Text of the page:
Eight Scenes of Cherry Blossoms : Ukiyo-e by Hiroshi Yoshida | Japan

When you think of Japan, the first artwork that comes to mind is “The Great Wave”. This world-famous, iconic work by Hokusai is a fine example of the Ukiyo-e art form.

the great wave hokusai
Hokusai’s Great Wave of Kanagawa

Imagine if one of Japan’s most loved art forms, Ukiyo-e, crossed paths with the country’s most beautiful season, Sakura! In this article, we take a look at 8 scenes of Cherry blossoms created by the artist Hiroshi Yoshida and delve deeper into the Ukiyo-E art form.

Ukiyo-e is older than Hokusai’s Great Wave (1829-1833), though it wouldn’t be wrong to claim that Hokusai and his peers popularized the art form! The name of the technique means Floating (Uki) World (yo) Pictures (e); the term actually refers to the themes of these prints – entertainment, dance, leisurely activities, cherry blossom viewing, etc. According to Wikipedia, this is aptly described as the “urban lifestyle – especially the pleasure seeking aspects of the Edo period in Japan”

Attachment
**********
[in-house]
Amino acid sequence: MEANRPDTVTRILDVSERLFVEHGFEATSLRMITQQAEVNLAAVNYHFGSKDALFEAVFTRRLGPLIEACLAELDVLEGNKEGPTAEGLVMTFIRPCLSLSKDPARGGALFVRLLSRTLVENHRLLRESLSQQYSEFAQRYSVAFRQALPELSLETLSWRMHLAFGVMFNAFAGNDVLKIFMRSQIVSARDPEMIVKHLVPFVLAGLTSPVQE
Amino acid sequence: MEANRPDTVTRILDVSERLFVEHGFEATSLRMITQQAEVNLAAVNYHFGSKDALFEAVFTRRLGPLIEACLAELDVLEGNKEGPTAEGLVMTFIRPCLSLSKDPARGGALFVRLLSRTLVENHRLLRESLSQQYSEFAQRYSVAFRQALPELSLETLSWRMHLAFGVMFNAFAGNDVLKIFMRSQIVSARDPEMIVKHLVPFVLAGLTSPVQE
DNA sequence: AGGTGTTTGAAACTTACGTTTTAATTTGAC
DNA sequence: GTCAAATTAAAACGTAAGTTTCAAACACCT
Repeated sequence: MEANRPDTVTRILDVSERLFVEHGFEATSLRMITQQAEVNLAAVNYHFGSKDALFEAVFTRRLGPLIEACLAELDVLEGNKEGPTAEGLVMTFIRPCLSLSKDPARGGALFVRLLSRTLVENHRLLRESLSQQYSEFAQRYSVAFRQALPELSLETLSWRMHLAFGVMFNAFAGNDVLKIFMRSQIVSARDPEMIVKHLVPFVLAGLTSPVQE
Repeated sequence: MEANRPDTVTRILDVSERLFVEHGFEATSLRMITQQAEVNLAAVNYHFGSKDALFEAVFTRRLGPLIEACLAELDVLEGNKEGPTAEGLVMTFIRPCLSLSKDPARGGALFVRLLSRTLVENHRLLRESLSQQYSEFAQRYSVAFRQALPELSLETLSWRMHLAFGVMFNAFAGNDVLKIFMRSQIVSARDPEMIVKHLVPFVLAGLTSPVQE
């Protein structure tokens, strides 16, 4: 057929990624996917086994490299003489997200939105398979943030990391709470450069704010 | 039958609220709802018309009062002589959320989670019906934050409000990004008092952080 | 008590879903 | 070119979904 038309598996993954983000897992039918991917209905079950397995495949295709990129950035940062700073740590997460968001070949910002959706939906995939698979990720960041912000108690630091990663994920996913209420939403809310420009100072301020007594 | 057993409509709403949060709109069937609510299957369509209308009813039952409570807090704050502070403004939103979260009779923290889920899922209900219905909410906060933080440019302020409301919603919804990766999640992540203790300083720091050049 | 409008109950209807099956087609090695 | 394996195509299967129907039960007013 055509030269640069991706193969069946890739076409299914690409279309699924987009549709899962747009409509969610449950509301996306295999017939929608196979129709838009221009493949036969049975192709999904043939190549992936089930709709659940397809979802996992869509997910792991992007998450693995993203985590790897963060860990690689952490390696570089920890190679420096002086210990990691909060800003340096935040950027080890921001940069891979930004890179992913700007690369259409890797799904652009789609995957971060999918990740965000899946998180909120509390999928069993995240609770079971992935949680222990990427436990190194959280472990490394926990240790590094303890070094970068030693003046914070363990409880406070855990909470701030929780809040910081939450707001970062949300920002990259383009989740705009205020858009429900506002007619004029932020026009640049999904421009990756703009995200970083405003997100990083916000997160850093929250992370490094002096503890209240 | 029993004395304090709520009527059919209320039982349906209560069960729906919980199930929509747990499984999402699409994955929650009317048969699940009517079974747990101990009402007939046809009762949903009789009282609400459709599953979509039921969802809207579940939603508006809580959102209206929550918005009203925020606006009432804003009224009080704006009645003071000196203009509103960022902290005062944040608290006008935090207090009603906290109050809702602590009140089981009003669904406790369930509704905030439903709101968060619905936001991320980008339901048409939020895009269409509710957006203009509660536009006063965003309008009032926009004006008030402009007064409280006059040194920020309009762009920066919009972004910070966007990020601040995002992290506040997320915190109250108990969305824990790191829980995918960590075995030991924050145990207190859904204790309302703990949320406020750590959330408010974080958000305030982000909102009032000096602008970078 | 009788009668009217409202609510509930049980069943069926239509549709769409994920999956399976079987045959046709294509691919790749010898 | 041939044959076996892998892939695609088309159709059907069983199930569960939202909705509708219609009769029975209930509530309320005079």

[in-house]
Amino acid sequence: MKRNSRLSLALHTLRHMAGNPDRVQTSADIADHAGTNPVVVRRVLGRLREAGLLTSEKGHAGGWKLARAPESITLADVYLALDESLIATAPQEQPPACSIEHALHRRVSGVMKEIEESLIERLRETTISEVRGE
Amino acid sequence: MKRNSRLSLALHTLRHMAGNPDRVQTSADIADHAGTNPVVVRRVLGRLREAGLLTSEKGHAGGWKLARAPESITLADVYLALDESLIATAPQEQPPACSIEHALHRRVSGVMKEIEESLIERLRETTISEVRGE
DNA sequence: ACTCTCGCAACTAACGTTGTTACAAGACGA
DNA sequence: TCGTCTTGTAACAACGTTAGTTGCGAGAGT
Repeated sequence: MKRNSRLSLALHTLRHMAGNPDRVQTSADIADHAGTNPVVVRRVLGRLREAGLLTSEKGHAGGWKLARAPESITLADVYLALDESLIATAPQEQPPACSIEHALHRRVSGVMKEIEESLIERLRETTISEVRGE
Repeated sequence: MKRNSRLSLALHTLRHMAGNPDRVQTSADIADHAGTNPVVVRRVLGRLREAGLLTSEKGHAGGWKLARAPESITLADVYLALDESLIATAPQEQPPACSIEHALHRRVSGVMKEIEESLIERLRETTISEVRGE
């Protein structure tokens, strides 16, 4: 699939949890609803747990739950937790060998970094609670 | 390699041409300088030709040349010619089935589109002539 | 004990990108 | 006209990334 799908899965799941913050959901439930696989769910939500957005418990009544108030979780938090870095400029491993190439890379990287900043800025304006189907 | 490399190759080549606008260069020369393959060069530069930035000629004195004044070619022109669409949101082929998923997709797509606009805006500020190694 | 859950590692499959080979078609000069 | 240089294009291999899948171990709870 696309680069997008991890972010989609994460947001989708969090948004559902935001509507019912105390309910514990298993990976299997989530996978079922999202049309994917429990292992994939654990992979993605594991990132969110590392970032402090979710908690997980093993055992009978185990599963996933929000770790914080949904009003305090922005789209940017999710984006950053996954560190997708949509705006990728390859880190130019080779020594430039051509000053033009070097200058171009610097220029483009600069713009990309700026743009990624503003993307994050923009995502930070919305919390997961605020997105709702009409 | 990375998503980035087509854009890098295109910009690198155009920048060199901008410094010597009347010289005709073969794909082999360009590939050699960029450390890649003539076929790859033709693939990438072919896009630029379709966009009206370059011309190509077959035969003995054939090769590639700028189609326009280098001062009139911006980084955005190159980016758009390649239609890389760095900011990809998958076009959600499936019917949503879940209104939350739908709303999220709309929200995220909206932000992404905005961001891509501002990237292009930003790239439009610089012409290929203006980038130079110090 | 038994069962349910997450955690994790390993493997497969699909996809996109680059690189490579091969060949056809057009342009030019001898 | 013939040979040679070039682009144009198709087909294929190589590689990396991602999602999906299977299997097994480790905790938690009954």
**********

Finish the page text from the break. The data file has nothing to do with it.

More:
And that brings us to Hiroshi Yoshida’s Cherry Blossoms – because what is life in Japan without the magical blooming season?

At the end of the Meiji period in Japan, there was renewed interest in Ukiyo-e. There was a creative prints movement (sosaku hanga) and there was a modern-prints movement (shin hanga); Hiroshi Yoshida was one of the greatest artists of the Shin-Hanga style, especially known for his landscapes. While he travelled to India, and created some wonderful prints of the Golden Temple, Taj Mahal, etc., in this post, we’re particularly focusing on his Sakura-season chase.

Eight Scenes of Cherry Blossom

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1. Arashiyama

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